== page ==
Remember the scene in Back to the Future: Part II where they traveled to the year 2015 and realized flying cars were a thing? And then, we got to 2015 in reality and realized there’s zero chance of having flying cars?
Lo and behold, this year in 2020, it looks like riding flying cars will happen soon as Airbus’ new ‘flying taxi’ has just taken to the skies for its first-ever public flight.
To be honest, it’s not a flying taxi as we might be expecting it to be, because, it is just an ordinary-looking taxi that can fly – instead of looking more like a futuristic helicopter with a few extra bits and bobs attached.
This is no surprise when you take into account that it is being developed by Airbus’ helicopter division, which is hoping to kick-start a new era of intra-city travel with its very own flying taxis.
The flying taxi is named as CityAirbus, the new eVTOL flew to the skies on July 20 during a demo flight for Bavarian Minister-President Markus Söder, who had traveled to Airbus’ facility in Bavaria, Germany.
The aircraft can carry four passengers with no need for a cockpit, as the aim is for Airbus’ eVTOLs to fly completely autonomously in the future, yes, without a pilot. But the initial plans call for CityAirbus to be a remotely-piloted aircraft.
Even though CityAirbus first flew independently in December, this was the first time it went airborne in front of public officials and the media, and it was successful.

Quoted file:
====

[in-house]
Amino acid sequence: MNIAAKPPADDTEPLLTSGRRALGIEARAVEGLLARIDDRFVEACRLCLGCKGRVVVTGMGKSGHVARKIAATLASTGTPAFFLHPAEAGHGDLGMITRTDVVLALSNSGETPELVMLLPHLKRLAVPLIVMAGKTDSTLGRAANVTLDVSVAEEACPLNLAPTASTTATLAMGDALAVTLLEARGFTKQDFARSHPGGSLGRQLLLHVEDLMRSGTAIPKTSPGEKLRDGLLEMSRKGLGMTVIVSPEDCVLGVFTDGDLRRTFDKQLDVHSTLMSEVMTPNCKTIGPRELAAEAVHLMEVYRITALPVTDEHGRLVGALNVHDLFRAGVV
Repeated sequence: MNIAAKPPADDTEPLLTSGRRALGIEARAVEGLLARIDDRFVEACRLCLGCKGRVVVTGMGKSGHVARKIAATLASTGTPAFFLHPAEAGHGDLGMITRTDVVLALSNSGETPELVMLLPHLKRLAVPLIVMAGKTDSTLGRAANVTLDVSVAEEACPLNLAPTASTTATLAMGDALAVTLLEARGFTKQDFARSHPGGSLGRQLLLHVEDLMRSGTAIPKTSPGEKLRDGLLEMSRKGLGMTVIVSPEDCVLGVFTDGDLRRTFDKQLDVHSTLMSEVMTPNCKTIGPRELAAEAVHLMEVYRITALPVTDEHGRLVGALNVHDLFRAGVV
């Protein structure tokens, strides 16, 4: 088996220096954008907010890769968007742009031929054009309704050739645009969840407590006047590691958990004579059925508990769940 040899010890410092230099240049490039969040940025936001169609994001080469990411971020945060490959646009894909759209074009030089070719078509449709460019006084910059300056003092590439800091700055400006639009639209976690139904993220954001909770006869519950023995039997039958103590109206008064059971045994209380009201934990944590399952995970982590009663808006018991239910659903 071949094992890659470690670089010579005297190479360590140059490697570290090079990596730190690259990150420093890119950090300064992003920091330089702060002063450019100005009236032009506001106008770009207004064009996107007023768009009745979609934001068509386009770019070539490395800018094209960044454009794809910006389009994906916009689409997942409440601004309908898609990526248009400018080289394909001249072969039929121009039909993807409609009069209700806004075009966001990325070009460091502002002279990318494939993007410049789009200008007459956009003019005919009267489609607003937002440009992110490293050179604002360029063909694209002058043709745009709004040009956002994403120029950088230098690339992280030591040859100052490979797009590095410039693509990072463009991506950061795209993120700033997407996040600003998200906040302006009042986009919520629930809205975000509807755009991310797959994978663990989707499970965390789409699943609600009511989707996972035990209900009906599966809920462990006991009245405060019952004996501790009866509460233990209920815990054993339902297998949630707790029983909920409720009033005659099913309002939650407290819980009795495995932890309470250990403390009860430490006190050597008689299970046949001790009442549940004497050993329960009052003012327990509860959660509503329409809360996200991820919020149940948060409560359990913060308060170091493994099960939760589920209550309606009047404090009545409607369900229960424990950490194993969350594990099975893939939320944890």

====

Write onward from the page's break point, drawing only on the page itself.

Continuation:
CityAirbus’ futuristic design includes four ducted propulsion units that will power the aircraft. Two on each side of the vehicle as well as eight motors and eight propellers.
These motors, which are Siemens SP200D, offer a top speed of around 75 miles per hour, meaning the flying taxis move only slightly faster than the average car traveling on a motorway.
Obviously the CityAirbus has a much greater advantage than your average car, as it can take more direct routes and avoid roadway traffic.
However, the only downside is that the CityAirbus can only fly for around 15 minutes with a projected range of around 60 miles.
Going beyond this limited range would mean the electric aircraft would have to undergo a lengthy recharge, which can take up to an hour until battery technology advances which would be able to bring charge times down.
As such, the eVTOL is only capable of short trips within cities, not between them, which is absolutely perfect for its taxi function.